Katherine Oostman was homeschooled, studied at Oxford and worked the Sochi Olympics. She concerns herself with the dramatic, philosophical, and futuristic, so a debate about morality in space is her ideal. Call her if you’d like to engage in one. She fosters a compulsive tendency toward climbing any mountain in front of her (both literal and figurative) and creates high-concept photography in her spare time (the more glitter or metaphors, the better). She’s currently pursuing a career in creative development. Her education includes two bachelor degrees in Media Communication and Creative Writing, a Master of Fine Arts in Film Production from FSU, and a self-proclaimed masters in fort-building.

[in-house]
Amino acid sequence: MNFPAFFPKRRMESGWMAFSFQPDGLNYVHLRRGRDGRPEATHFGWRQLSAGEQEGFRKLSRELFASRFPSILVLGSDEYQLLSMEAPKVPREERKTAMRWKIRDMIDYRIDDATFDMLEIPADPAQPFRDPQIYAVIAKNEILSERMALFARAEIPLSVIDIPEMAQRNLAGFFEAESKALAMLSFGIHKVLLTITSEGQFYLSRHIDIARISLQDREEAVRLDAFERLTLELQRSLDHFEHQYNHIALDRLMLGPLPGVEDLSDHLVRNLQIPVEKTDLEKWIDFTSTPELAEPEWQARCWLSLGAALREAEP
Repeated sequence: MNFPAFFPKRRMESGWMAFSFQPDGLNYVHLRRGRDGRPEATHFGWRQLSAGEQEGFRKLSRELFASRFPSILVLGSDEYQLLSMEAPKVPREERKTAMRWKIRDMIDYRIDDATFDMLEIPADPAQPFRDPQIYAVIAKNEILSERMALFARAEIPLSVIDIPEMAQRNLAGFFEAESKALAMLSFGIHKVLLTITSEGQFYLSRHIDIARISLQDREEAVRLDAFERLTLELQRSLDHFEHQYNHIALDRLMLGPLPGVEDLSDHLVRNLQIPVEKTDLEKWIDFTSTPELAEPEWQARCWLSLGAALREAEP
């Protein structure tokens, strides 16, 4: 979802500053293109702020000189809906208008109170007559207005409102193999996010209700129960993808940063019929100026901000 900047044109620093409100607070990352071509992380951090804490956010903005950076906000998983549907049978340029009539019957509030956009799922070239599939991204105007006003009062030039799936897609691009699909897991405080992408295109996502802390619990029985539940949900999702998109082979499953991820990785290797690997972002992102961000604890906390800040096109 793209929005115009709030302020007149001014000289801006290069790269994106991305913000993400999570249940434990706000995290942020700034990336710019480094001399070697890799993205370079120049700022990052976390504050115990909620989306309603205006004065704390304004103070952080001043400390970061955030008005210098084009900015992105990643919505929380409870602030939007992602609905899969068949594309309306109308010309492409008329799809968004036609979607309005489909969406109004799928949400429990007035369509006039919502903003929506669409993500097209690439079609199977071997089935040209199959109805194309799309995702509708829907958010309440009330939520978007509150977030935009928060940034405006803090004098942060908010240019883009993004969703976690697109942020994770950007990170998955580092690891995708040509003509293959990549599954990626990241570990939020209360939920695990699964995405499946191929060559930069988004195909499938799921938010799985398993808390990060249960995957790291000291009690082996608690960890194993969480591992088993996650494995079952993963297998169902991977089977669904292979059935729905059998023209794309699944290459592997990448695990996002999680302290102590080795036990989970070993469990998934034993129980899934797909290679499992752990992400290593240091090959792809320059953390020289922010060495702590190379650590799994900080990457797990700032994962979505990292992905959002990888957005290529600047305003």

There’s something fundamentally haunting about psychological thrillers. They chill, not because they’re gruesome, but because they manifest immersive nightmares from a simple doubt and speak to morality through visceral physicality. Everyone has knocked on the actual or proverbial door of reconciliation, everyone has hurt someone they love. Mistakes are a fundamental element to human nature, but so is forgiveness – if allowed. However, in The Stranger, Blake is faced with the realization that, because of her mistakes, no one believes her. Not even her mother. This is one of my greatest fears: to hurt someone I love so deeply that not only do they distrust me, but they replace what we had with a delusion because of the damage I caused.